The National Peanut Board (NPB) begins taking applications today for the eighth annual Dr. George Washington Carver Award. The award is open to undergraduate and graduate students and the winner receives a $1,000 prize, with a matching amount awarded to the winner’s college for peanut research.
Representing American peanut producers, NPB rewards a future peanut researcher’s hard work and community spirit with this award commemorating America’s foremost peanut researcher. The standards for judging exemplify the spirit of Dr. Carver – a positive, measurable impact on peanut cultivation or peanut product development and strength of character as reflected by community involvement or service.
The renowned scientist overcame incredible odds to become the “father of the peanut industry.” Carver’s discoveries spurred many uses of the peanut, increasing the legume’s popularity and making peanuts a staple in the American diet.
Application forms are available online at www.nationalpeanutboard.org. Once completed, entries should be mailed to the National Peanut Board Dr. Carver Award, 2839 Paces Ferry Road, Suite 210, Atlanta, GA 30339. The deadline for applications is May 22, 2009. For more information, send a request to [email protected].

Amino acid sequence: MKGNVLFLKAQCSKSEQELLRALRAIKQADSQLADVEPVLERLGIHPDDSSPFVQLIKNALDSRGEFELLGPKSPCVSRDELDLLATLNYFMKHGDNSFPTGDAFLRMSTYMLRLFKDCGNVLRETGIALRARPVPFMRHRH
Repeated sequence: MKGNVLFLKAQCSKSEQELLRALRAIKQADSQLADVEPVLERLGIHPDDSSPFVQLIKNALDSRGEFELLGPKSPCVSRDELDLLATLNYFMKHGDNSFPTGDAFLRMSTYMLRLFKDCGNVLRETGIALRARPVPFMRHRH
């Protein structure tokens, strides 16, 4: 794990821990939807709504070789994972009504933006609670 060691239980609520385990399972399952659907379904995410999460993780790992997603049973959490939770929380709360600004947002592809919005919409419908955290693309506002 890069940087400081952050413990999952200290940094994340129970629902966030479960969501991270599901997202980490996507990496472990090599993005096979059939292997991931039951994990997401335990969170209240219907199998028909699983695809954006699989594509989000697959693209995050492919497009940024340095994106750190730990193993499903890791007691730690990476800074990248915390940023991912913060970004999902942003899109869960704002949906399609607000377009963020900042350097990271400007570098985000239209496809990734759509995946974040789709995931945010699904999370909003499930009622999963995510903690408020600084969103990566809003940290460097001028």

“Production research is so important to peanut farmers. I’m glad that the National Peanut Board offers this award to spur young scientists to help the future of peanut farming,” said NPB research committee chairman and Georgia board member Wes Shannon.
This year’s winner will be presented with a check for $1,000 and a plaque at the 2009 American Peanut Research and Education Society’s (APRES) Annual Conference in Raleigh, NC, July 14-17.
George Washington Carver’s Peanut Legacy
Renowned agricultural scientist, Dr. George Washington Carver created an industry for Southern farmers through his research during the 1890s. Before his death in 1943, Carver developed more than 300 uses for peanuts, including beverages, cosmetics, dyes, paints and foods, making the peanut one of the top six leading agricultural crops in the United States and the South.